As the way we work begins to shift, with increased mobility and a greater emphasis on collaboration, there is also a trend for more public spaces within our workplaces. As described by Kristian Kloeckl and Bryan Shiles in their thought-provoking presentation “The Future of Where We Work” at Design Museum Mornings a few weeks ago, this isn’t just a desire for open collaborative spaces within the firm or company, but a desire for workplaces that engage with the wider ranging public. This research is echoed in a recent paper issued by the Brookings Institution’s Anne T. and Robert M. Bass Initiative on Innovation and Placemaking entitled “Innovation Spaces: The New Design of Work”. The authors Julie Wagner and Dan Watch cite that “the imperative for face-to-face communication is no longer an isolated act deep inside buildings. As firms and disciplines converge, public spaces are now an important locus for people to mix and mingle… Today, a growing number of architects are viewing public spaces as a means to breed innovation.” A natural place to look for such public spaces is through a re-envisioning of the architecture and programming of the ground floor of various office, incubator, and co-working buildings.
Looking at this from the other side of the coin, this approach becomes an exciting opportunity for public spaces in our cities. In places like Boston, with its long inclement winters, having a series of such interior spaces would expand the city’s public open space that is accessible all year long. Examples of such programs can be found in other cities like San Francisco’s POPOS (privately-owned public open spaces) where the planning code requires developments in the downtown commercial districts to provide publicly accessible “open space in sufficient quantity and variety to meet the needs of downtown workers, residents and visitors”. Closer to home, the Bolling Municipal Building in Dudley Square, with its publicly accessible ground floor that offers café seating and gathering areas in an open two-story space flanked by eateries and other retail, is a wonderful precedent for such interior public gathering spaces. In Boston’s downtown district, the lobby at Atlantic Wharf 290 Congress Street provides another example by housing rotating art exhibits programmed by the Fort Point Arts Community as well as offering space reservable by outside groups for public events and performances. With such additions to the open space typology, one begins to envision a Nolli map of Boston and a series of exterior and interior spaces creating our public gathering spaces.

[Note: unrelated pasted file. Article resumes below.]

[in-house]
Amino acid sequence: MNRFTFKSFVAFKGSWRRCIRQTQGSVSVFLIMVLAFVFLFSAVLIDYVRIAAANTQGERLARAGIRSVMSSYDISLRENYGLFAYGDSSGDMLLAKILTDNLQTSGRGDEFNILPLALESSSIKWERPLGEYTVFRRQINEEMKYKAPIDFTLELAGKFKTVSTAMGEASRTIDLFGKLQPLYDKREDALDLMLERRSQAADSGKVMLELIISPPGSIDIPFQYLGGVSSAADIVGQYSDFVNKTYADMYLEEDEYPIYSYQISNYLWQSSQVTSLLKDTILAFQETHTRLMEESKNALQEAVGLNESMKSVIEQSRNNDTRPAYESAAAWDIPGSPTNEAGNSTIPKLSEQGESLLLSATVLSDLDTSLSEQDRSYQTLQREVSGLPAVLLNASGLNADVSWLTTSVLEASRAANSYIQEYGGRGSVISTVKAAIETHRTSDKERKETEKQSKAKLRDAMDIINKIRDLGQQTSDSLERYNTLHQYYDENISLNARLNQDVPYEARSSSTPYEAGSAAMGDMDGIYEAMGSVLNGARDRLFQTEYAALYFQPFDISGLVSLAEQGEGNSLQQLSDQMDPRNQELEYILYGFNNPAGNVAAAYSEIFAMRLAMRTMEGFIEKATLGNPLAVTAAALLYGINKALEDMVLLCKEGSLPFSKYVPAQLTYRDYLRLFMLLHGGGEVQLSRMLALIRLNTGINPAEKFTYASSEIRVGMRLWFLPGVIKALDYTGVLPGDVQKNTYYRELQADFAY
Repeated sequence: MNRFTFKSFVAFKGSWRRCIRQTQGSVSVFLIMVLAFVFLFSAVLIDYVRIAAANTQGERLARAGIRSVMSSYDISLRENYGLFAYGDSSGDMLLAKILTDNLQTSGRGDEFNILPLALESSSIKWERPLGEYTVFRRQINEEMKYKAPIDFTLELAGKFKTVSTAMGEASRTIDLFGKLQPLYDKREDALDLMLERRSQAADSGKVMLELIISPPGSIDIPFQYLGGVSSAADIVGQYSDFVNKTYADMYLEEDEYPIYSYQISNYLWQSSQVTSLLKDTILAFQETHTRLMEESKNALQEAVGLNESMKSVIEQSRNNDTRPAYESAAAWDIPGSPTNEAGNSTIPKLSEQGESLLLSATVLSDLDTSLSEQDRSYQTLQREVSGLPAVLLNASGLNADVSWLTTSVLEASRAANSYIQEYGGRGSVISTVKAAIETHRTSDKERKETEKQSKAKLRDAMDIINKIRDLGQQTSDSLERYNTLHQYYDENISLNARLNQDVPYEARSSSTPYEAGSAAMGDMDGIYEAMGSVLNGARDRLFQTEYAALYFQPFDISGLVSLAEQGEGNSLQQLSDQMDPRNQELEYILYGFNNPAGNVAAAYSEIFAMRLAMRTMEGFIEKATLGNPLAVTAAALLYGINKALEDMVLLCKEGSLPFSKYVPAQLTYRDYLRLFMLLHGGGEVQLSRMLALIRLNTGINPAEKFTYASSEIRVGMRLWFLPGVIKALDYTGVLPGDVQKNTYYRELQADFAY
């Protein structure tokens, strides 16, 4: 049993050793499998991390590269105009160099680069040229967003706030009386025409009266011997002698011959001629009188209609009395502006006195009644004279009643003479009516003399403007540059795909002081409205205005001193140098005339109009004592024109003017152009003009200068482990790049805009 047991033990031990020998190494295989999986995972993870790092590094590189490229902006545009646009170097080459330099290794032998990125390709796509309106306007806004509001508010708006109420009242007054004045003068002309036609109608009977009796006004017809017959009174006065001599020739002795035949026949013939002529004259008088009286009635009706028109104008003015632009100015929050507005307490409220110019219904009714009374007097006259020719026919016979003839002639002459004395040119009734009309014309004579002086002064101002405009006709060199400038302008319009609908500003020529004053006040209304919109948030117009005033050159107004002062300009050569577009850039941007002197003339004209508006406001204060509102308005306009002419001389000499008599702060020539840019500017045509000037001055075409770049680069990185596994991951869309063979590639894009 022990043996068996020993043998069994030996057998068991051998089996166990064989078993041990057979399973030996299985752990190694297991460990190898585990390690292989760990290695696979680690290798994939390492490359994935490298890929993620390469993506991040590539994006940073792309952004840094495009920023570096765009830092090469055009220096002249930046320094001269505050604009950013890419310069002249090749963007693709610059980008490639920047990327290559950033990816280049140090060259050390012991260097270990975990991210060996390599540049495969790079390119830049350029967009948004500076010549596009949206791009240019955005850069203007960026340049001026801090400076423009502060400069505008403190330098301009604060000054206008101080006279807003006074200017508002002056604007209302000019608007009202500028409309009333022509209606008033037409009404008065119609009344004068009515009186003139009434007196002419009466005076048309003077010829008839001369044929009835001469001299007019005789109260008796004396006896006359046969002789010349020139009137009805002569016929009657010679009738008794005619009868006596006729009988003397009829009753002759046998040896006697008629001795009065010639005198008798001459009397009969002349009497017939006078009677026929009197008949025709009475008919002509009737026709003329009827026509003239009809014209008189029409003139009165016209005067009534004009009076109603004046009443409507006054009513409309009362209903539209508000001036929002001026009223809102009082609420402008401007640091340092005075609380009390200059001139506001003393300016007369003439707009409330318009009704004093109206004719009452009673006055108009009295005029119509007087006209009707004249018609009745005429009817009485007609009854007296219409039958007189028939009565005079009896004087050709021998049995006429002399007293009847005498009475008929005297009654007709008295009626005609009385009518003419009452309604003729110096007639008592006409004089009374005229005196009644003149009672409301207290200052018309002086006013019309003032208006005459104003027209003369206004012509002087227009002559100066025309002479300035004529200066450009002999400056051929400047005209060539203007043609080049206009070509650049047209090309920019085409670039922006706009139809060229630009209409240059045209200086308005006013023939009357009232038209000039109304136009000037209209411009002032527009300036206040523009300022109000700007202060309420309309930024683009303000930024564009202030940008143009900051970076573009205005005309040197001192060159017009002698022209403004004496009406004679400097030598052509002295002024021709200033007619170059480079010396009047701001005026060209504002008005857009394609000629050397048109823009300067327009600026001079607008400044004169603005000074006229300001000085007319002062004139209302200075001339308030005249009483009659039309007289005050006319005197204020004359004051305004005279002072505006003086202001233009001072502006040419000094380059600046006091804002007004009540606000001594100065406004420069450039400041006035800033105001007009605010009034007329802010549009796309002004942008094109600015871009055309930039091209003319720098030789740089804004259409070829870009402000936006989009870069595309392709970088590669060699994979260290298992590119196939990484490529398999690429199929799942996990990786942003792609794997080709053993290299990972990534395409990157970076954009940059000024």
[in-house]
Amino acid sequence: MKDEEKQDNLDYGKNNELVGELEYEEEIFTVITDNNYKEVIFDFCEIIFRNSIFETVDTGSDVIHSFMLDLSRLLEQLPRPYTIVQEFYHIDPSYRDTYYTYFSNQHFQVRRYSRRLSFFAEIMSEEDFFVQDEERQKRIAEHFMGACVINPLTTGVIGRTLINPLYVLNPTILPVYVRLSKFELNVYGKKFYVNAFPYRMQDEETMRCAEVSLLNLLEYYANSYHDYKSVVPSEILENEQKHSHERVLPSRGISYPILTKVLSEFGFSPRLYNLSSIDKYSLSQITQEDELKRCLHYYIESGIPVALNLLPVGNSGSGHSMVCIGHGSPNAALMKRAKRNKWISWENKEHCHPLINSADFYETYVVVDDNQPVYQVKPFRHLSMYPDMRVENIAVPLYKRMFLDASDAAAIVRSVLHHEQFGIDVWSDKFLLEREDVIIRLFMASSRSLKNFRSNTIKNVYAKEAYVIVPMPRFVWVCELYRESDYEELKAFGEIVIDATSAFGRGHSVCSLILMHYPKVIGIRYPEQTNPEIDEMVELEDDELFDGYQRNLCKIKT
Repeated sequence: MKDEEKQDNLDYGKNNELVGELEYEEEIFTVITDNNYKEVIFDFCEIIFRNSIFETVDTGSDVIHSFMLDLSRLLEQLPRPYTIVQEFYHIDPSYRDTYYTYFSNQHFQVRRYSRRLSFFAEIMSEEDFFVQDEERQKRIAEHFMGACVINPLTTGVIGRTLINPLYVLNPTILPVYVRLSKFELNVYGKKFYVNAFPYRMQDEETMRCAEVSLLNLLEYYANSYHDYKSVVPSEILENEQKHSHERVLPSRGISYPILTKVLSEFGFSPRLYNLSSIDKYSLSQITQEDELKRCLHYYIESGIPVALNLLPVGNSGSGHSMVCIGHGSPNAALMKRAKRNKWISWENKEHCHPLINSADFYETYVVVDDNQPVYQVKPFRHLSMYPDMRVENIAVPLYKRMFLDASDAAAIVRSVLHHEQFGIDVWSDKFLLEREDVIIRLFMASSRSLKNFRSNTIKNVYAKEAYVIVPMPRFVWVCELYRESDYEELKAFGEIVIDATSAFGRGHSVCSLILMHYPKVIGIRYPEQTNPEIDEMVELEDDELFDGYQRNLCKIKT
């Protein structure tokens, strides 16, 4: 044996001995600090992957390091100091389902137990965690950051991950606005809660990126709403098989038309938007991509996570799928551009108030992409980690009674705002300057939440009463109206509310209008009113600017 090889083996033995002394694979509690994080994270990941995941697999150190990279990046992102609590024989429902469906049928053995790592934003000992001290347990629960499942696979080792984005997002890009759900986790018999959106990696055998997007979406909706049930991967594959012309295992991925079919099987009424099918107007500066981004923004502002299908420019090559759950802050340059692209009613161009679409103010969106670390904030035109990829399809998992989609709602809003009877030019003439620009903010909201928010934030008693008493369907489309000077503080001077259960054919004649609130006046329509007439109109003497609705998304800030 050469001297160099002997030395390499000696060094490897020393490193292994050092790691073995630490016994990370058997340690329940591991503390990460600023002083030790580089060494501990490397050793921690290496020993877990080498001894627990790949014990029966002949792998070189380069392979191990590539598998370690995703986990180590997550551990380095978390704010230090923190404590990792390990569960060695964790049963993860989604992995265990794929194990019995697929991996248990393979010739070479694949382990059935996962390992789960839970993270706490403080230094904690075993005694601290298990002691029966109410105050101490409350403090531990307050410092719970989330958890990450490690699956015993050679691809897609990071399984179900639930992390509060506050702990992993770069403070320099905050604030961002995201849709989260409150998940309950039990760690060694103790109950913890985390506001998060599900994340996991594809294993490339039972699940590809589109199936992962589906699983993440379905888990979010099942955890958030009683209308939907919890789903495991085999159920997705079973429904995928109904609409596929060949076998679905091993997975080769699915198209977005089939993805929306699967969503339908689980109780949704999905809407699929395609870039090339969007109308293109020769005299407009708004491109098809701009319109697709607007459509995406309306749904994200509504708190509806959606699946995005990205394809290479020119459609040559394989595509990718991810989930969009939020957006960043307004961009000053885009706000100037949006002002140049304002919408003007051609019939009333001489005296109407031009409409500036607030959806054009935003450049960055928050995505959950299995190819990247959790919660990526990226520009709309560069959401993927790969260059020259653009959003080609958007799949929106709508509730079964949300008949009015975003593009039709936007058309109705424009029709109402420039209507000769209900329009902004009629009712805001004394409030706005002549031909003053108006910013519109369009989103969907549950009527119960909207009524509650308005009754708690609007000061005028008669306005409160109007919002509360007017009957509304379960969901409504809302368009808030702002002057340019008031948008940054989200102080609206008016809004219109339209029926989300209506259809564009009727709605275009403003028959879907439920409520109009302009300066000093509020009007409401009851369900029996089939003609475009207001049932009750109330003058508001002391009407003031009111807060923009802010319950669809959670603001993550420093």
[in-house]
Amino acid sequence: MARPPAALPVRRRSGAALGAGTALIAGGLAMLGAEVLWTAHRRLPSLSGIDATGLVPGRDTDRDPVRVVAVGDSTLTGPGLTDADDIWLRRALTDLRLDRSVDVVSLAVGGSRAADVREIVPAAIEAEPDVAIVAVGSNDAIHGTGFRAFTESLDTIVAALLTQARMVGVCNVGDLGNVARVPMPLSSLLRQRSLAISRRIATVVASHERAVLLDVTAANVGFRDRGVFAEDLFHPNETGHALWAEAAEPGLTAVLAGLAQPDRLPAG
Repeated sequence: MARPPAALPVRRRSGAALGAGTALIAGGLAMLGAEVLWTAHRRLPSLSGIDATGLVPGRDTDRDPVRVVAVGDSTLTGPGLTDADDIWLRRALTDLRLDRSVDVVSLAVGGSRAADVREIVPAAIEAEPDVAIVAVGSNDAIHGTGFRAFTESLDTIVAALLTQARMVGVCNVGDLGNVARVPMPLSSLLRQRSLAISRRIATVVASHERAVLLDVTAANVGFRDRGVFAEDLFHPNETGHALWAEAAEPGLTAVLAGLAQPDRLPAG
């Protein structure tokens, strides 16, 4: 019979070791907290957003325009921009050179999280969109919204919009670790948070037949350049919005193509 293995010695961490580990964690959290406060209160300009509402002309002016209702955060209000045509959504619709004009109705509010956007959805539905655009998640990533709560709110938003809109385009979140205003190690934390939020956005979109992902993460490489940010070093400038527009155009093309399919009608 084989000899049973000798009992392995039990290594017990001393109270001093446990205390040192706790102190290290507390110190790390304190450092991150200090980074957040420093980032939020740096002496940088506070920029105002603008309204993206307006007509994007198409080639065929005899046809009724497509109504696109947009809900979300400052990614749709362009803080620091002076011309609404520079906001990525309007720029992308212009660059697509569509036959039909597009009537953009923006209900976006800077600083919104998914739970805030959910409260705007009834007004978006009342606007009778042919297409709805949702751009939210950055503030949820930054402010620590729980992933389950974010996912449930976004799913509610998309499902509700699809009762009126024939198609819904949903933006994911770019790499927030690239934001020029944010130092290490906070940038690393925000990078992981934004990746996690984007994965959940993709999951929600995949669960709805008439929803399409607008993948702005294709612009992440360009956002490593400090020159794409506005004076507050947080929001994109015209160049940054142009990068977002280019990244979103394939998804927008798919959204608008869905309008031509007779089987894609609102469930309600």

This new trend in working, with its increased desire for public spaces, holds an exciting and productive synergy between our public institutions and our private workplaces and the potential to create an expanded ecology of public spaces within our city.